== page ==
This book tells the remarkable story of a Palestinian refugee, following his journey from childhood in the Nahr El Bared Palestinian refugee camp in Lebanon, becoming a member of the PLO, through to eventual emigration, a new life as an engineer in the United States, and a ‘return’ trip to historic Palestine. A great deal has been written over the years addressing the Palestine–Israel conflict, and the creation of the Palestinian refugee problem. However, few works on the subject really present the personal aspect: What is it like to be a refugee? What propels a decent human being to take up arms, to become a freedom fighter or a “terrorist?” Running parallel to Kanj’s personal narrative, the book also documents the story of Nahr El Bared itself: the story of a refugee camp that grew from an initial clump of muddy UN tents to become a vibrant trading centre in north Lebanon, before its eventual destruction at the hands of the Lebanese army as they battled with militants from the Fatah Al Islam group in the summer of 2007. Throughout it all, the spirit of the remarkable people of the camp shines through, and the book provides a moving testament to how refugees in Lebanon have managed to persist in their struggle for their “right to return”, as well as survive socially, economically and politically despite more than sixty years of dispossession, war and repression.

Comments

Dagdage Dagdage
Children of Catastrophe by Jamal Kanj should be required reading for all. Jamal was a descendant of Palestinian refugees who were expelled from their homes in 1948. In 1958, Jamal came into the world in the refugee camp Nahr el Bared in Northern Lebanon. He was his parents' first born in a room and not a tent. The story tells of the crude structures that gradually replaced the tents. I hope one day his book will become a movie so that people can see what it was like to be a Palestinian refugee in Lebanon.

As I read his book, I was just amazed at how people can be so cruel. And how instead of celebrating differences and working together to advance humanity, we focus on differences and destroy it. At the end of the day, we all belong to the human race. We all want the same things for our children: a safe environment, a place to call home with a roof over our heads, education, freedom, love, happiness, a future, a world in which our children's worth isn't judged on their religion, race, color of skin or any other dividing factor and their basic needs are met.

As a Jewish American, I was taught that after the Holocaust, the Jews found a "land without a people for a people without a land" and made the desert bloom. When I first went to Israel, an Israeli told me that there were 21 Arab countries and the Palestinians needed to choose one as they didn't want them in Israel. I had no idea who he was talking about. I thought Palestinian was a synonym for Israeli and referred to the Jews who were in Israel before 1948. I thought it was like Persian and Iranian. How would I know otherwise when I was indoctrinated that we Jews found a land without a people? All we learned was how Israel was the safe-haven for Jews. We never understood what Zionism meant to the Palestinians. Our entitlement to the land was inculcated into our heads because of the Holocaust even though Palestinians weren't responsible for the Holocaust. We need to see what Zionism meant to Jamal and his people, the Palestinians. How one people's dream can be another people's nightmare. So often we only think of our own desires and not how what we want affects others. How would we feel if a non-Jewish religious group decides to claim a US state for themselves, banishing Jews from that state and telling us to choose from any of the other 50 US States for our new home?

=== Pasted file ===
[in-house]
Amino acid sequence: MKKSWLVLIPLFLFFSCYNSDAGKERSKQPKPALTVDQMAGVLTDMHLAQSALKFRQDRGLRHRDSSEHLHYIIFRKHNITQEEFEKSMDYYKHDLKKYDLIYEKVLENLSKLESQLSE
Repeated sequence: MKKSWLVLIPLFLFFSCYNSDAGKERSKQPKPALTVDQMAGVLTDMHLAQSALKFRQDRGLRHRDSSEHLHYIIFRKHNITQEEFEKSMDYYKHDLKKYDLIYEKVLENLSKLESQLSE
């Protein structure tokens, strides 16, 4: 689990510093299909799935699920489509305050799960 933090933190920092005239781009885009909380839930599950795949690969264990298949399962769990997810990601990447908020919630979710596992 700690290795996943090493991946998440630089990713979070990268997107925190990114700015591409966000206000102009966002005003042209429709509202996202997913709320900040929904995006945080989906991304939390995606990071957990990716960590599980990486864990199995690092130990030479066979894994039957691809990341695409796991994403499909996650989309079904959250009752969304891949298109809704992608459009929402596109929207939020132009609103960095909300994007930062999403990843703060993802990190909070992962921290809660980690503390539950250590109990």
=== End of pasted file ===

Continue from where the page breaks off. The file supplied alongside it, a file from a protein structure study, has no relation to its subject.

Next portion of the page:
Despite the overwhelming hardships, what I found so incredible was how his family could persevere as a unit under such conditions. Here in the US with the divorce rate is said to be around 50%, in a culture of instant satisfaction, people jump ship when things get difficult. I doubt many couples would remain together when faced with the hardships that Jamal's parents faced and yet, through thick and thin, his family lived for each other. They faced everything as a solid unit that could not be broken.

It also amazes me how resourceful children must become to survive. Although Jamal came into the world with the material bare minimum, a refugee in a country that did not want his kind, in anything but a stable political environment, throughout his life he had the love and encouragement of a unshakeable family that would do anything for each other. Where drinking and drugs are prevalent in our American society among our youth, Jamal and his friends were fighting to survive. I also noticed no sense of entitlement or laziness that we experience in the US among many of our youth. Instead I could see the deep desire to improve not only one's own life, but the lives of one's family members as well.

I stand in awe of the distance Jamal had to transverse as a refugee to make a new life in America becoming a registered professional engineer in California with graduate and post graduate degrees in civil engineering, management and executive leadership.